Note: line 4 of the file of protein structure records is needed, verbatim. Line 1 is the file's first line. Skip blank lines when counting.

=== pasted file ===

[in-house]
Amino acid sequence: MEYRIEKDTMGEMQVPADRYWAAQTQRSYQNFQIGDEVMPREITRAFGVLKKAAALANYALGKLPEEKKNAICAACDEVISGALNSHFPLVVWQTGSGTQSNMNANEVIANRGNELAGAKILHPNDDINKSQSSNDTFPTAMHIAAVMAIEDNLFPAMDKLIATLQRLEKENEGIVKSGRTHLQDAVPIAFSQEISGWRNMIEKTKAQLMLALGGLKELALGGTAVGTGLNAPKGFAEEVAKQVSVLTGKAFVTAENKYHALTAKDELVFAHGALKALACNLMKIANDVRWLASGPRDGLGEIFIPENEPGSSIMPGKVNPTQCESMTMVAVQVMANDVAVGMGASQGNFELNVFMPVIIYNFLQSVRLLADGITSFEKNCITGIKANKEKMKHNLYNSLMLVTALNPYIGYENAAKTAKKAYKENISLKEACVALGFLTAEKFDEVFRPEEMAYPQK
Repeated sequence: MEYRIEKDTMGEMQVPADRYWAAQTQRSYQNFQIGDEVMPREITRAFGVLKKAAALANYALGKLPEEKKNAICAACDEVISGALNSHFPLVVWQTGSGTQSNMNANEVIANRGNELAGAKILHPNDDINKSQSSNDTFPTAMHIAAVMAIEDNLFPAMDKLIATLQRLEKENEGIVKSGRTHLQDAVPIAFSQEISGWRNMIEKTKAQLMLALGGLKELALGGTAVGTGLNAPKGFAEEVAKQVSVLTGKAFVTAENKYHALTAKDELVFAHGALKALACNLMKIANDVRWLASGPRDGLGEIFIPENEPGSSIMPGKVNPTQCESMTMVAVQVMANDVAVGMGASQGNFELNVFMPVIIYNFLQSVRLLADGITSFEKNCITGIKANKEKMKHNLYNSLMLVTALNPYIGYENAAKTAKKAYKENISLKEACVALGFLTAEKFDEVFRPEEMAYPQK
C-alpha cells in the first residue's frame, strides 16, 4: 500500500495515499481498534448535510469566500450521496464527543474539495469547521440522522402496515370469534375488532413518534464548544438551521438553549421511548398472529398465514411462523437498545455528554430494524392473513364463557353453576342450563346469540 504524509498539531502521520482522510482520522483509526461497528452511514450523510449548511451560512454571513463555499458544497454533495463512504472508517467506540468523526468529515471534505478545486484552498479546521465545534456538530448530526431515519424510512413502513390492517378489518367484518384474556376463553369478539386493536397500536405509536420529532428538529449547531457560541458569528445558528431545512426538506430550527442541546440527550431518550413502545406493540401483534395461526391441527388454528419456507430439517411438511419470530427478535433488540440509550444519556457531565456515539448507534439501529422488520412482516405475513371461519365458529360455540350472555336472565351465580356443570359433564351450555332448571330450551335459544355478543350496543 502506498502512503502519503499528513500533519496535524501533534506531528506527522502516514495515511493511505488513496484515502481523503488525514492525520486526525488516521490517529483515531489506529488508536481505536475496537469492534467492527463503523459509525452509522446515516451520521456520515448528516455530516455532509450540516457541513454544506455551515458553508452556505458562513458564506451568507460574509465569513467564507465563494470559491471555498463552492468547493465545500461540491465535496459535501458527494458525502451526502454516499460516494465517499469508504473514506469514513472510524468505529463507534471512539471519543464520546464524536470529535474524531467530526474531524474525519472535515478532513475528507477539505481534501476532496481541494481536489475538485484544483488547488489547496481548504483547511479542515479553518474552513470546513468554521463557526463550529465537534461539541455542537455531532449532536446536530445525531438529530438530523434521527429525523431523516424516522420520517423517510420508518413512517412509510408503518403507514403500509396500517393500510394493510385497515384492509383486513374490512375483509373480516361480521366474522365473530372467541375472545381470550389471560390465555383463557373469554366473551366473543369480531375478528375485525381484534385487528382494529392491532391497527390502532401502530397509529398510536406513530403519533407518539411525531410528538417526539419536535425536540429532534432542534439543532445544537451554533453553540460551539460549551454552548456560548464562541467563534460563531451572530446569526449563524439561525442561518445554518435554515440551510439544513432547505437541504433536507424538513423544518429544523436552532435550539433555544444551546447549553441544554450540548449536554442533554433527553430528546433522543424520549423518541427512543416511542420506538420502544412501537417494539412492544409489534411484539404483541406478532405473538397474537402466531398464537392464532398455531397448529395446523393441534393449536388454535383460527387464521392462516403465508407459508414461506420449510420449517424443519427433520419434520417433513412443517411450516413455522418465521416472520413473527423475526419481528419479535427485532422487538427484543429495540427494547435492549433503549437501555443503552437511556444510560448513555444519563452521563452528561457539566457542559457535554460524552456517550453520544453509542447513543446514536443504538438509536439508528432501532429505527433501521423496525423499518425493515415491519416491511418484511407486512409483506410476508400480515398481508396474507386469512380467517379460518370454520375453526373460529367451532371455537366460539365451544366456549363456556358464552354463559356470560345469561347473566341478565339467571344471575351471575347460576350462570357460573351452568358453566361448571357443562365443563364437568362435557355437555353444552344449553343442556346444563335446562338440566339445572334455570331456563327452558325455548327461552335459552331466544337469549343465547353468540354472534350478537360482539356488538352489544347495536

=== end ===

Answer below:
C-alpha cells in the first residue's frame, strides 16, 4: 500500500495515499481498534448535510469566500450521496464527543474539495469547521440522522402496515370469534375488532413518534464548544438551521438553549421511548398472529398465514411462523437498545455528554430494524392473513364463557353453576342450563346469540 504524509498539531502521520482522510482520522483509526461497528452511514450523510449548511451560512454571513463555499458544497454533495463512504472508517467506540468523526468529515471534505478545486484552498479546521465545534456538530448530526431515519424510512413502513390492517378489518367484518384474556376463553369478539386493536397500536405509536420529532428538529449547531457560541458569528445558528431545512426538506430550527442541546440527550431518550413502545406493540401483534395461526391441527388454528419456507430439517411438511419470530427478535433488540440509550444519556457531565456515539448507534439501529422488520412482516405475513371461519365458529360455540350472555336472565351465580356443570359433564351450555332448571330450551335459544355478543350496543 502506498502512503502519503499528513500533519496535524501533534506531528506527522502516514495515511493511505488513496484515502481523503488525514492525520486526525488516521490517529483515531489506529488508536481505536475496537469492534467492527463503523459509525452509522446515516451520521456520515448528516455530516455532509450540516457541513454544506455551515458553508452556505458562513458564506451568507460574509465569513467564507465563494470559491471555498463552492468547493465545500461540491465535496459535501458527494458525502451526502454516499460516494465517499469508504473514506469514513472510524468505529463507534471512539471519543464520546464524536470529535474524531467530526474531524474525519472535515478532513475528507477539505481534501476532496481541494481536489475538485484544483488547488489547496481548504483547511479542515479553518474552513470546513468554521463557526463550529465537534461539541455542537455531532449532536446536530445525531438529530438530523434521527429525523431523516424516522420520517423517510420508518413512517412509510408503518403507514403500509396500517393500510394493510385497515384492509383486513374490512375483509373480516361480521366474522365473530372467541375472545381470550389471560390465555383463557373469554366473551366473543369480531375478528375485525381484534385487528382494529392491532391497527390502532401502530397509529398510536406513530403519533407518539411525531410528538417526539419536535425536540429532534432542534439543532445544537451554533453553540460551539460549551454552548456560548464562541467563534460563531451572530446569526449563524439561525442561518445554518435554515440551510439544513432547505437541504433536507424538513423544518429544523436552532435550539433555544444551546447549553441544554450540548449536554442533554433527553430528546433522543424520549423518541427512543416511542420506538420502544412501537417494539412492544409489534411484539404483541406478532405473538397474537402466531398464537392464532398455531397448529395446523393441534393449536388454535383460527387464521392462516403465508407459508414461506420449510420449517424443519427433520419434520417433513412443517411450516413455522418465521416472520413473527423475526419481528419479535427485532422487538427484543429495540427494547435492549433503549437501555443503552437511556444510560448513555444519563452521563452528561457539566457542559457535554460524552456517550453520544453509542447513543446514536443504538438509536439508528432501532429505527433501521423496525423499518425493515415491519416491511418484511407486512409483506410476508400480515398481508396474507386469512380467517379460518370454520375453526373460529367451532371455537366460539365451544366456549363456556358464552354463559356470560345469561347473566341478565339467571344471575351471575347460576350462570357460573351452568358453566361448571357443562365443563364437568362435557355437555353444552344449553343442556346444563335446562338440566339445572334455570331456563327452558325455548327461552335459552331466544337469549343465547353468540354472534350478537360482539356488538352489544347495536